Not too long ago when I would draw a cartoon related to the city of Detroit, a good portion of the feedback I'd get included suggestions to build some sort of wall around to the city to seal it off from the rest of Michigan. At the time, I recognized these not as legitimate proposals, but folks either venting their frustrations or mongering their fears. Now, I'm not so sure they weren't perfectly serious.
I mean, their argument was that Detroit was different and dangerous. We had made bad deals and they were soaking us, taking our money. Worse, they were invading our land and bringing their drugs and crime. Rapists. I'm sure many were fine people, but... you see where I'm going with this, right?
To be clear, I am not trying to make an apples-to-apples case for Detroit circa 2013 and the Mexican border circa 2019. There are lots and lots of very obvious differences. What I am saying is that there are lessons to be learned.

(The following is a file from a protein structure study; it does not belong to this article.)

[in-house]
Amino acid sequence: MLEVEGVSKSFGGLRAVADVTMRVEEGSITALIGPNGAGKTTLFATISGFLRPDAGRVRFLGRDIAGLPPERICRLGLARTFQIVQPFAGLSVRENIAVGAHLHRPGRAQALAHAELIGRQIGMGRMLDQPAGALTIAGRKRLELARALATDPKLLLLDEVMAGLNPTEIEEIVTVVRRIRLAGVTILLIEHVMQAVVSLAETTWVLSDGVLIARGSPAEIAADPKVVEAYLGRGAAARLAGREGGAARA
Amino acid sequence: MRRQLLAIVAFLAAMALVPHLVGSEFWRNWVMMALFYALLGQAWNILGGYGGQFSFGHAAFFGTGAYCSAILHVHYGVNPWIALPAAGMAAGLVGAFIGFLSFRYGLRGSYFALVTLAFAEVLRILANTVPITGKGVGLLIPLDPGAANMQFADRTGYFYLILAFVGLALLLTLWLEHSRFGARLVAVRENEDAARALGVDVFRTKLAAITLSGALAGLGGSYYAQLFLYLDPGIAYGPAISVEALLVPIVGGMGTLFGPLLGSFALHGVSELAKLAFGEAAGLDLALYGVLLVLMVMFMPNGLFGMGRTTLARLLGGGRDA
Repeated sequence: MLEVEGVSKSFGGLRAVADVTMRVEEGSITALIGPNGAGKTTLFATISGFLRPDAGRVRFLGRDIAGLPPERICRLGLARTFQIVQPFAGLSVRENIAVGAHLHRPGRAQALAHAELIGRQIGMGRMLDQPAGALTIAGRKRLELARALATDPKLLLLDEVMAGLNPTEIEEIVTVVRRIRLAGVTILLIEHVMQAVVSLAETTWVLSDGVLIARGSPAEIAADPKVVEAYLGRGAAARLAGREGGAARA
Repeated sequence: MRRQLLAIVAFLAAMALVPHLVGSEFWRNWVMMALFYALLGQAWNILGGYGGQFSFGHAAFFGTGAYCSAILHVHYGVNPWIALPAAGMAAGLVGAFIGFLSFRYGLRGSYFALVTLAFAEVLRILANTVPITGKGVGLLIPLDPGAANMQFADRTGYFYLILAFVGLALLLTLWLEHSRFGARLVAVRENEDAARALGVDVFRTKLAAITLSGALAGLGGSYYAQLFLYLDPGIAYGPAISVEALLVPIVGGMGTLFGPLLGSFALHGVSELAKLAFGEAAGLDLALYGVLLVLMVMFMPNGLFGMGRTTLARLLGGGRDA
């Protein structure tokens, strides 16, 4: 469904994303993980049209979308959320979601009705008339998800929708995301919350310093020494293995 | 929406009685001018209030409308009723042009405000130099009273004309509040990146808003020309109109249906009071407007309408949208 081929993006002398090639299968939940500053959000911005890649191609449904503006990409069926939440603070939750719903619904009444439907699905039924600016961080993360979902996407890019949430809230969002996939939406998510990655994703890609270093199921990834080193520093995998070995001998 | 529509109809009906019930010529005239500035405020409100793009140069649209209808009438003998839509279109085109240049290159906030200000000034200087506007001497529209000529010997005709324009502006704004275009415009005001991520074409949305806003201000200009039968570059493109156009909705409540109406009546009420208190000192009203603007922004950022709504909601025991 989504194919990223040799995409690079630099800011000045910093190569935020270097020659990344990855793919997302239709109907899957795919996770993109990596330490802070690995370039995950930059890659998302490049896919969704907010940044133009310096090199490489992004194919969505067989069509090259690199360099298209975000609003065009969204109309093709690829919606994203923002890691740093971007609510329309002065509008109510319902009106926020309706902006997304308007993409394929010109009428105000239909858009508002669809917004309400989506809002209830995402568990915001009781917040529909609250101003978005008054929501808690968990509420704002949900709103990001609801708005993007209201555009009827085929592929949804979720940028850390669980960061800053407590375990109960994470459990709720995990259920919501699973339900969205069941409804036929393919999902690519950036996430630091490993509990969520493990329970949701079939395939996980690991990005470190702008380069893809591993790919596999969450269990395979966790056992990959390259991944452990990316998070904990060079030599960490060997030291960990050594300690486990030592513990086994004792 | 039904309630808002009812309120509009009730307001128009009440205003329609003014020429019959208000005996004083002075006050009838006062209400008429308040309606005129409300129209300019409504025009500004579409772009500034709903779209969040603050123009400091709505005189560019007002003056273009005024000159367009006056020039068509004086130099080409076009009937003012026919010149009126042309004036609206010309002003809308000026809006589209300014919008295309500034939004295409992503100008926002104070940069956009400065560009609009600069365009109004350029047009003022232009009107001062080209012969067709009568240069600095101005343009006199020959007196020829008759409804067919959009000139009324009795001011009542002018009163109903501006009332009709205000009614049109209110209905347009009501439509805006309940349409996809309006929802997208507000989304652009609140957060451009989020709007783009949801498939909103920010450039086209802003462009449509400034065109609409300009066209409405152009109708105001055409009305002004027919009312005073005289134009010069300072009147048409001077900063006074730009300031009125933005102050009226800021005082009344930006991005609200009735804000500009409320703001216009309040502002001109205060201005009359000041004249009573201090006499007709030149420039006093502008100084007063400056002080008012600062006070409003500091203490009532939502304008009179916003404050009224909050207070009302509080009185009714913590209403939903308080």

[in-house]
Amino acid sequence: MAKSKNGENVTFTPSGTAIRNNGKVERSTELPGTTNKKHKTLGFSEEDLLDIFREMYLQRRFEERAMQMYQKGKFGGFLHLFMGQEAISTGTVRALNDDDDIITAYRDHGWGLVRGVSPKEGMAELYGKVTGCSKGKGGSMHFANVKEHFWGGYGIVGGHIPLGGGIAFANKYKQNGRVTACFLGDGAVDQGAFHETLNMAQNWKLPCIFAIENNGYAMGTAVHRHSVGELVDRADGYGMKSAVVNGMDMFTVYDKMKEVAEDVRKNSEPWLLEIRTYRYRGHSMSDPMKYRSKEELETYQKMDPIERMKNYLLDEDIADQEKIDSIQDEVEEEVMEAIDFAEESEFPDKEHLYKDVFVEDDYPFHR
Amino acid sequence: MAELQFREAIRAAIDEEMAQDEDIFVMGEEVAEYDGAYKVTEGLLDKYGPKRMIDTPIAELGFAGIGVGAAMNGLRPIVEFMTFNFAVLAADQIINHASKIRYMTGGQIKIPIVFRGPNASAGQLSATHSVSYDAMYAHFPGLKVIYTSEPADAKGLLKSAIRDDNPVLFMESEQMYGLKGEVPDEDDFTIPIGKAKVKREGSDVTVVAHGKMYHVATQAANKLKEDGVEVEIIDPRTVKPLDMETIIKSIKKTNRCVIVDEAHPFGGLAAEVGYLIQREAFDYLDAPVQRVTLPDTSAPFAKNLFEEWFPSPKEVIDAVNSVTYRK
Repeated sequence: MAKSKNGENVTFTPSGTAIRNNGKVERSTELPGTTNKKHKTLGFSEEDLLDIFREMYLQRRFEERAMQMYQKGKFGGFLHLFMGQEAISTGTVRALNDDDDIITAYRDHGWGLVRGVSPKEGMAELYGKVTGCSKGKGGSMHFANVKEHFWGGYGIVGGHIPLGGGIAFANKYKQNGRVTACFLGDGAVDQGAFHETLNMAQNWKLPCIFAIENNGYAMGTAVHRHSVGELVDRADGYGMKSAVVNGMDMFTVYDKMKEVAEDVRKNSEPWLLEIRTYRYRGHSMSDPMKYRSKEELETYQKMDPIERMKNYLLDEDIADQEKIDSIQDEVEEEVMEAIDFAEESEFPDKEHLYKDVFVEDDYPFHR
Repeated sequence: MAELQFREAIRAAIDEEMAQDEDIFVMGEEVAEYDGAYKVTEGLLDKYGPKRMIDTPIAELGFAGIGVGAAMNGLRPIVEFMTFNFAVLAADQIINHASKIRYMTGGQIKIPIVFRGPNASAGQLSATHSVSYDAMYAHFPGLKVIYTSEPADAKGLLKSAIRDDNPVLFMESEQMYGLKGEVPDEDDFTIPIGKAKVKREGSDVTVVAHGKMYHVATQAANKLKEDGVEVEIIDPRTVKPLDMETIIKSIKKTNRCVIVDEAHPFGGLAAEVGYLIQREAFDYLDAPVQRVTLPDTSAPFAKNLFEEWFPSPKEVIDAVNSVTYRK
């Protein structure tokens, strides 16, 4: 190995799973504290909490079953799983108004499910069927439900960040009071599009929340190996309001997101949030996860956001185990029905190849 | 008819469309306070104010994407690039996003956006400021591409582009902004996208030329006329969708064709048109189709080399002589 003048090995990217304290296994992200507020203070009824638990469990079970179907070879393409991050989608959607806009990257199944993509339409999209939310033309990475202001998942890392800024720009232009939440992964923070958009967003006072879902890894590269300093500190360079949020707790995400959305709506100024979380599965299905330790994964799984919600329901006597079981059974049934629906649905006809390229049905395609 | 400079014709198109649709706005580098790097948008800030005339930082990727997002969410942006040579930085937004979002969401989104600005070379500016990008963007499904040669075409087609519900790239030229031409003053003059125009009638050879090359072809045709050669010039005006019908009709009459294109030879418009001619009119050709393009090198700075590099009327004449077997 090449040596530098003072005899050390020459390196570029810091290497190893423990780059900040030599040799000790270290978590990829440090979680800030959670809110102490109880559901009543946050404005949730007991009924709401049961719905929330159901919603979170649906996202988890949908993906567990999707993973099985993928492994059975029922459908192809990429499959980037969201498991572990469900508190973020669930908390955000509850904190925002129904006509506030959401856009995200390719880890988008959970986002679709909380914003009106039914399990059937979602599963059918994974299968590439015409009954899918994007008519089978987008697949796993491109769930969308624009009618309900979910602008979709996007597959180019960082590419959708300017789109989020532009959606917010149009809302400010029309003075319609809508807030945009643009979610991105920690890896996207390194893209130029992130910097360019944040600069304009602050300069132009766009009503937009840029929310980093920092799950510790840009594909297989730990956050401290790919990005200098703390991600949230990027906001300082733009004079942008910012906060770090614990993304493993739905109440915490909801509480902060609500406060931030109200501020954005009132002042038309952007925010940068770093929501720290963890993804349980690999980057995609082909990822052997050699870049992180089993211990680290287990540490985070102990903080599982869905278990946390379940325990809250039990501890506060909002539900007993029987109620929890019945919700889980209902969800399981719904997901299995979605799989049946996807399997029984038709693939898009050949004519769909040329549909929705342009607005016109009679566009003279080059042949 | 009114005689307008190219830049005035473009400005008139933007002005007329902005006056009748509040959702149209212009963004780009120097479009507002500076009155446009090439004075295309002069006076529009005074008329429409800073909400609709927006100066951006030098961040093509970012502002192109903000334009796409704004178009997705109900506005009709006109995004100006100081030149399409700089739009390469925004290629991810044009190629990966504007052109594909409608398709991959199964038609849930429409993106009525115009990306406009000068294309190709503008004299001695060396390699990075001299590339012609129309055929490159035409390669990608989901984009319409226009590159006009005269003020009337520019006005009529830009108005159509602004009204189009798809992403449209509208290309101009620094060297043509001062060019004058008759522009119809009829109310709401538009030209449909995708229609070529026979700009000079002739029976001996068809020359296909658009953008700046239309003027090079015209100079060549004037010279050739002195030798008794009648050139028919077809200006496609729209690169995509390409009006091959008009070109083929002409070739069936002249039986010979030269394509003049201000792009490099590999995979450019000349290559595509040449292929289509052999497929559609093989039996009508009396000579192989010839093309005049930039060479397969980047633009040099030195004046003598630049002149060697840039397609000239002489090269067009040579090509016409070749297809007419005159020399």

The first: The desire to build large physical barriers is reactive — a seemingly simple solution to a complex problem. But you have to ask: Functionally, practically, financially, how would it work? The honest answer is: Not well, even in the unlikely event it could be completed.
The second: Think about how much better off Detroit and Michigan are today by working cooperatively, not punitively. Everything is certainly not sunshine and rainbows — there are still (and will always be) real issues. But we should look to solve problems, not mask them.
John Auchter is a freelance political cartoonist. His views are his own and do not necessarily reflect those of Michigan Radio, its management, or its license holder, the University of Michigan.